Tuesday, April 01, 2008

Siew Yoke with Puffy Crackling ~ Chinese Roast Pork

In his book French Lessons, Justin North described the crackling as extremely light and puffy. I tried his method twice just to prove that his theory works and it was not first time luck. I was so pleased. Every inch of skin was crackling - no chewy bits.

Siew Yoke
This method of preparing the skin is less arduous and simpler than in my previous recipe where the skin is first bathed in vinegar water and then poked during the grilling process. There was a lot more handling.

We believe it is the total combination of scoring, salting the skin to draw out moisture, drying the skin in the fridge and frying that makes the skin crackling.

The meat was also very tender and juicy. What we do need is an incredibly razor sharp knife and heaps of practice with scoring the skin as in some parts it was cut too deep.

Siew Yuk : Chinese Roast Crispy Pork

1kg pork shoulder
1 tsp salt

Marinate for meat:
½ tsp white pepper
½ tsp Chinese five-spice powder
1½ pieces of red fermented beancurd nam yue, well mashed
1 tsp cooking wine
½ tsp sugar

1. Use a very sharp knife or a Stanley knife to score the rind, parallel incisions about 1cm apart. Do not cut too deep. Massage the skin with salt.

2. Mix the marinate together and smear it onto the meat portion. I randomly poked the meat with a fork to enable the marinate to penetrate the meat.

3. Place pork on a dish skin side up uncovered (fig 1). Refrigerate for at least 4 hours or overnight. (Overnight is best. The meat will be more flavoursome and the skin will be thoroughly dry).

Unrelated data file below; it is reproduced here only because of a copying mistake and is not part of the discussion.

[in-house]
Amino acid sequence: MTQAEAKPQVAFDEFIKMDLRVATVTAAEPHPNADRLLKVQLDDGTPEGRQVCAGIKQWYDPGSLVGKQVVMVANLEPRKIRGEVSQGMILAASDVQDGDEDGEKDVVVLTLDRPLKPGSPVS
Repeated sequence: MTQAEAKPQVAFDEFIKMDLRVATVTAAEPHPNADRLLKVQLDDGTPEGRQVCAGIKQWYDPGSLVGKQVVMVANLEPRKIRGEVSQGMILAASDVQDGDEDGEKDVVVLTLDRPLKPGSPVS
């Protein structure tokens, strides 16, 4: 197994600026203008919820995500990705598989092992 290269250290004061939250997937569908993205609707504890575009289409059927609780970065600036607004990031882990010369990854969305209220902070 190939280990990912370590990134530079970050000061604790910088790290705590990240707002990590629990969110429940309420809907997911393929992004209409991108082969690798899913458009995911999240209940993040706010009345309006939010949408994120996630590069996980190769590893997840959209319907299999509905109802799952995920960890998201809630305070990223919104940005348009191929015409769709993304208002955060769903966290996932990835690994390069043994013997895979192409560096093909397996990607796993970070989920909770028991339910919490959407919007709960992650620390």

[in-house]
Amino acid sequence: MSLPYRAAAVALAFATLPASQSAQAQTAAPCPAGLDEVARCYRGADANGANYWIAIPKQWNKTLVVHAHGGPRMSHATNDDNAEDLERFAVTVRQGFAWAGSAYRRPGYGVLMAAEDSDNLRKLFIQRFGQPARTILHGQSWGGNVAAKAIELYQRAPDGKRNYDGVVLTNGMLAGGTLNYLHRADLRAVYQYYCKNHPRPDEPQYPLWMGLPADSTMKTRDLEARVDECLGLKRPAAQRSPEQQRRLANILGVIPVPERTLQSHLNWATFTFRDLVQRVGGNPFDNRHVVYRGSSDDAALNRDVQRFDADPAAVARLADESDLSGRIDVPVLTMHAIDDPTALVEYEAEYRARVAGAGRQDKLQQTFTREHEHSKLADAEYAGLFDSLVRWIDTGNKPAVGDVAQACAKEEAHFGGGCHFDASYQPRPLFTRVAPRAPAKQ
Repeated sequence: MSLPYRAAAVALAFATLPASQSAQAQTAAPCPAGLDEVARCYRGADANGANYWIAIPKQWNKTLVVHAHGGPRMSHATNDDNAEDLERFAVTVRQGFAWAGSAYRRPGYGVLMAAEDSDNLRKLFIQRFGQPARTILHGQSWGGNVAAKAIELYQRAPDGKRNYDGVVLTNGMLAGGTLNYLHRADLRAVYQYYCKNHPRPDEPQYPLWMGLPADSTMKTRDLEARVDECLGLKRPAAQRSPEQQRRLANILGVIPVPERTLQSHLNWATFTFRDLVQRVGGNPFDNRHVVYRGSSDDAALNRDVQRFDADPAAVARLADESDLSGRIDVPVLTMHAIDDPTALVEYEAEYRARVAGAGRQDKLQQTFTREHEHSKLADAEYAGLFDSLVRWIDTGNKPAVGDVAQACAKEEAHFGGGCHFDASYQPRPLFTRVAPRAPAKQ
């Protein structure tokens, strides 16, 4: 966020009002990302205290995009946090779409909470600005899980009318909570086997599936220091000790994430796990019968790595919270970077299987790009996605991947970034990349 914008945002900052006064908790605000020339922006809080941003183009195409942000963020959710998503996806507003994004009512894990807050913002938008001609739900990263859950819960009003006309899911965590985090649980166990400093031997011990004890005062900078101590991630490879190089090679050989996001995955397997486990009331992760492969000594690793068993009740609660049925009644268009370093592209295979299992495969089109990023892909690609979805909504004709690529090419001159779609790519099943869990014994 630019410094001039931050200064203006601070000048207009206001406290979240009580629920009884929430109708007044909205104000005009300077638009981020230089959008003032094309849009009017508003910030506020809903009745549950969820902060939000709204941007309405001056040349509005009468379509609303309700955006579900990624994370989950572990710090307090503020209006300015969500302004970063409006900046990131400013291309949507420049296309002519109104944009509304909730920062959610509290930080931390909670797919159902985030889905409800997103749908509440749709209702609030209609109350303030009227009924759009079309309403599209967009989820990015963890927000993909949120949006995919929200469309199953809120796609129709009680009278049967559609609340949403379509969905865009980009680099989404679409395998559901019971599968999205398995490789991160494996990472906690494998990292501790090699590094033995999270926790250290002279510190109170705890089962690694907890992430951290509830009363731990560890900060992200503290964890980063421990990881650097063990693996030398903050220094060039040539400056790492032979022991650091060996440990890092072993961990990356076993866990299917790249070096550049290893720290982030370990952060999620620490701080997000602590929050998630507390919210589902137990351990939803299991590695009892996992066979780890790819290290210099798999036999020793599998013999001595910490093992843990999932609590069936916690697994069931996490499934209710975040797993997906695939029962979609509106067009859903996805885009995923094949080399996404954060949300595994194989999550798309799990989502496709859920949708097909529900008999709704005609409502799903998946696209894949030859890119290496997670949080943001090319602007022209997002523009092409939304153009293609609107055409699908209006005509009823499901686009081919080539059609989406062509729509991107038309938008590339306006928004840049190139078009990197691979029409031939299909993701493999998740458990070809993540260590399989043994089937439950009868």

Siew Yuk
4. Preheat the oven to 170C.

5. Lightly oil a heavy base or cast iron pan and heat on high. Turn the heat to medium and place the pork skin side down to fry for 5-10 minutes.

6. Remove and place on a roasting rack, skin side up (fig 2). Roast for 50 minutes.

7. The crackling will be extremely light and puffy at this stage. Rest for 10 minutes before cutting to bite size pieces.

Crackling Roast Pork
1. The slow cooking of the pork at an even temperature ensures the meat is juicy and tender.

2. To ensure a good crackling, dry the skin first and then fry in hot oil before roasting in the oven.

3. Towards the end of the roasting, if the skin have not crackled enough, turn the grill on during the last 5-10 minutes and move the pork nearer to the grill to give the skin that extra blast.

Crackling Skin Recipe : French Lessons /Lecons Francaises by Justin North (adapted)


Anonymous said...

Your siew yoke looks really-really good. I actual bought a "Siew Yoke Poker" last year so I can try making my own siew yoke. So far I have used the "Poker" on everything else except siew yoke!

Your recipe looks good ... I think I will give it a try.

Sinner said...

Thanks Tricia.

Would love to hear how your siew yoke turns out. This one is easy.

Anonymous said...

Made it yesterday. Mine didn't turn out well. The skin didn't crackle. The taste was to die for! Love the taste!

I think the "poker" didn't do a good job! The last time I made it (about 1 yr ago), I had to use sewing needle bcos I didn't have the instrument.

The skin came out really nice ... but took a long-long time ... poking with a needle is very exhausting! But, I didn't like the taste.

I will try your recipe again soon with the "needle" and see if it helped with the crackling.

Sinner said...


My skin was really really dry by the time I fried it. I find a really dry skin helps very much with getting it crackling.